Some of you are busy surfing the possibilities and feel you’re on the edge of a big discovery. Great! Go for it … stop back later when you feel like you’re ready for the next step.
The rest of you are frustrated. Either you feel overwhelmed with all the options, in which case combining the 2-3 letters of your code might help narrow down the playing field. Or you feel frustrated with the lack of fit between you and possibilities popping up on your screen.
I know what you mean. ”Nannies” is listed among one of the occupations for me to explore, regardless of how I arrange my letters. And let’s set the record straight: I am most definitely not nanny material. I do not like small children for more than a few minutes at a time — and definitely not after they’ve made a diaper deposit, spit up, or are wailing at the top of their lungs. I love my nieces and nephews and friends’ children because they’re almost all at ages where we can have rational — and abstract — conversations. I love teenagers! Most of them do not need a nanny, though. Although “nanny” has one of those yellow suns marking it with a bright outlook, I will not be exploring that option.
So, if this Interest Profiler tool is so useful, why did Nanny show up on all my result lists? The answer is quite simple, really: Interest Profiler matches responses of how much you think you’d enjoy various occupations with the interests of people who are actually working in those occupations. These are gender-matched results, so mine take into account that I’m female. Apparently, a lot of artistic and social females enjoy small children.
But wait … there’s more! If you answered a fair number of the Interest Profiler questions as “unsure” because you don’t really know yourself well, or if you happened to be in a bad mood and marked a high percentage of the items “dislike,” then your results may not be accurate. What’s the fix? In the first case, to get to know yourself better, you should get out in the world and have new experiences. Go build a cabinet or write a play or study weather to find out whether or not you like the activity.
If you were feeling depressed when taking the assessment, you probably want to talk to a counselor or clergyperson. Many mental health centers take clients on a sliding-fee scale matched to income and ability to pay. Members of the clergy have faith-related training and can direct you to useful resources. If you’re a DIY kind of guy or gal, then go run a mile. Or walk a mile. Or do some Downward Facing Dog. Release those endorphins, bust your stress, and get to a better (mental) place so you can really reflect on who you are, where you’re at, and what you want to do next.
One more secret about searching with your O*Net interest profiler code: You can take your top 2-3 categories and rearrange them in any order to see what occupations match. My original results were Artistic - Enterprising - Social, which is AES. However, I can expand the number of occupations to explore by also looking at SAE, ESA, EAS, and so forth. As with your last tour, make it quick. Get some impressions and then sit back to think about what you’ve seen.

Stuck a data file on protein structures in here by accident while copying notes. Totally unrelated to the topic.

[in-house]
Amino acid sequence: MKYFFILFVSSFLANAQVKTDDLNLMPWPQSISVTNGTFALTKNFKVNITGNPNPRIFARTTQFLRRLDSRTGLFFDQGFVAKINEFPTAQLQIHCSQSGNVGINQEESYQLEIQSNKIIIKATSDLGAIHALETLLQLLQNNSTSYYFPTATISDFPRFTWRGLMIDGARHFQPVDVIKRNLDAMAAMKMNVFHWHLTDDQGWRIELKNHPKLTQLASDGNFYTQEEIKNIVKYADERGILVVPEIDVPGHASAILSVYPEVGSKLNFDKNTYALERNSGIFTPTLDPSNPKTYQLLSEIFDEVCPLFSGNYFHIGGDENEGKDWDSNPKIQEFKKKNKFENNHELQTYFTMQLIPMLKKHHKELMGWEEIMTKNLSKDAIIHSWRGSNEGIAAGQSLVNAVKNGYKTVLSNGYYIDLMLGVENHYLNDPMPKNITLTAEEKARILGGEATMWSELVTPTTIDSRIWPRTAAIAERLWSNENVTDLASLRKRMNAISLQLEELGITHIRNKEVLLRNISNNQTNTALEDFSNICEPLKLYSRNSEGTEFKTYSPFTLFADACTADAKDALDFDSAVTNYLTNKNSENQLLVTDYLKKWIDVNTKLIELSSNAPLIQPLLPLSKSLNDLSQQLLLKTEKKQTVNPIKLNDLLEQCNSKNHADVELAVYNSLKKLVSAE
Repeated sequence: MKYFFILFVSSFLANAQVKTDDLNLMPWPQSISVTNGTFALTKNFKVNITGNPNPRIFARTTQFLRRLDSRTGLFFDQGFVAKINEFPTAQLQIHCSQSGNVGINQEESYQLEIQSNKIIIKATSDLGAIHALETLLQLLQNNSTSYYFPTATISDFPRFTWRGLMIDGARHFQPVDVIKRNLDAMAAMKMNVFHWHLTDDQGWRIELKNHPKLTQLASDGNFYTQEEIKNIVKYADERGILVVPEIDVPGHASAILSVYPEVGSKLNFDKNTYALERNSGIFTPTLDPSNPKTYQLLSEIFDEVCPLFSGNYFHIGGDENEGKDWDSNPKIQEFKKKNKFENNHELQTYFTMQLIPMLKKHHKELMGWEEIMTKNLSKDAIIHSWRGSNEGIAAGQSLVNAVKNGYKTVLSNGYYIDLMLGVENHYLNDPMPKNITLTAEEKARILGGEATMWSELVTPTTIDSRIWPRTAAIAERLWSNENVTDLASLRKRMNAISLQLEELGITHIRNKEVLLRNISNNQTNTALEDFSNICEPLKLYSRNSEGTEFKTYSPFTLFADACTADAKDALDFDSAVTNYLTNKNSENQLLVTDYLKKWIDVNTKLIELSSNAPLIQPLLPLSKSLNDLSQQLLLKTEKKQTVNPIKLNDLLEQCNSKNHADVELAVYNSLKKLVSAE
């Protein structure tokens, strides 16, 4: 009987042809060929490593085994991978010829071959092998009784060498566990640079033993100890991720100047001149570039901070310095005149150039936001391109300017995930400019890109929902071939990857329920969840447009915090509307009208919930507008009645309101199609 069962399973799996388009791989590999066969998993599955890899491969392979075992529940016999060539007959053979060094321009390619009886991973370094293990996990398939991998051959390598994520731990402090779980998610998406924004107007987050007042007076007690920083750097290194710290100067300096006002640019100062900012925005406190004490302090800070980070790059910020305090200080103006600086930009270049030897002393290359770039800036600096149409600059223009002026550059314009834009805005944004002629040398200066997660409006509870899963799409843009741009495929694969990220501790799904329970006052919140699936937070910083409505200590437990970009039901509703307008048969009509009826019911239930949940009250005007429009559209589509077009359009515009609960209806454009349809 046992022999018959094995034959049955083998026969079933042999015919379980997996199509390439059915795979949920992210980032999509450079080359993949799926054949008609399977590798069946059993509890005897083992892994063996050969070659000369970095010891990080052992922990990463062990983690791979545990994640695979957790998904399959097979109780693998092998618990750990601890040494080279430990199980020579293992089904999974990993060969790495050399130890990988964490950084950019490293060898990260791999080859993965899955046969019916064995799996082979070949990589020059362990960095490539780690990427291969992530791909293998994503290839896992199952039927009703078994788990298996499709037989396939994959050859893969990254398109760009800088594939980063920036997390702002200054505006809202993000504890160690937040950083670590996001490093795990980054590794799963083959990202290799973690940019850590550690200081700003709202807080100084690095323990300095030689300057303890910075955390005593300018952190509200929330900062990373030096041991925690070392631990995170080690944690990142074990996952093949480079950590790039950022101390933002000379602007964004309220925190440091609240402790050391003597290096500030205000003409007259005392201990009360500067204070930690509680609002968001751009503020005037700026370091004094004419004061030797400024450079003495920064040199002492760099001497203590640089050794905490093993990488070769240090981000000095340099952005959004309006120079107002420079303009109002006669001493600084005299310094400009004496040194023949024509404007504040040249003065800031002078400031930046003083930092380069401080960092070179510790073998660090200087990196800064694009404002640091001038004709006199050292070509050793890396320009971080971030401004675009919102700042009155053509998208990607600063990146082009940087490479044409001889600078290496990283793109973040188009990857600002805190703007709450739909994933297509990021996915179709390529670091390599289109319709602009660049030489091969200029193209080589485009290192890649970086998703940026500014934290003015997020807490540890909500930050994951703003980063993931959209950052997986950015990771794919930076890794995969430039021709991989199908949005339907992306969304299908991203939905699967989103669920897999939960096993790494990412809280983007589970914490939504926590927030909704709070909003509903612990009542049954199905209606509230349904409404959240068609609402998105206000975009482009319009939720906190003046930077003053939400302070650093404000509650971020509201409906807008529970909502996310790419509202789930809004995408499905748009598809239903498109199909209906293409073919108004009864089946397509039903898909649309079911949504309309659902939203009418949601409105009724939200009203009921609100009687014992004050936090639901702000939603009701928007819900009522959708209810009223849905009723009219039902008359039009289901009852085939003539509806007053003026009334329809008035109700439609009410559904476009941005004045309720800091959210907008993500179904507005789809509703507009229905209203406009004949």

Now that you know your code, I bet you’re ready to see where it can take you. From this linked page you can explore by category. I’d recommend looking through the lists in each of your top 2-3 categories. Think of this trip around O*Net as a guided trip with only a few brief moments at each stop. Take note of any occupations that sound particularly interesting to you, that you might like to come back to later. For the moment, though, don’t spend too much time in any one spot.
Made with @instaquoteapp. #instaquote
If you haven’t already, take the interest profiler to see what your code will be. If you’re already finished, your code will be the top 2-3 areas of your results, represented by the first letter of each category.
For example, my code is AES. I’m artistic (my highest category), enterprising (2nd highest), and social (almost tied with enterprising). After that, my scores drop off quite a bit!
O*Net’s career profiles actually incorporate these codes into the “Interest” section of each profile. Check it out - explore a few occupations and see if you can spot the codes. You can also search by category to see what occupations fall into your areas of interest. If you scroll nearly to the bottom of any given occupational profile, you’ll find a set of links to related careers. Following the links is a great way to think out of the box about what might fit you. Have fun, and check in here later for more ideas.
Maybe you’ve decided to try a new avenue in your career. Whether you’re 20, 40, 60 or somewhere in between, knowing what you like to do and what you do well is the first step. O*Net is a set of career exploration tools, including Interest Profiler. Take the short assessment on pencil/paper or online and find your code. Stop back here later to find out how that code can unlock your options for the future!
Life is like lasagna - layer after layer of flavor to tantalize you. Sometimes traditional is the way to go because you know what you like. If you want a different flavor, adjust the recipe. Sour stomach? Change the sauce (small change). Need a healthier version? Add veggies (small change). Skip the meat (bigger change). Want a portion to eat and a portion to freeze for later? Change your pan (bigger change).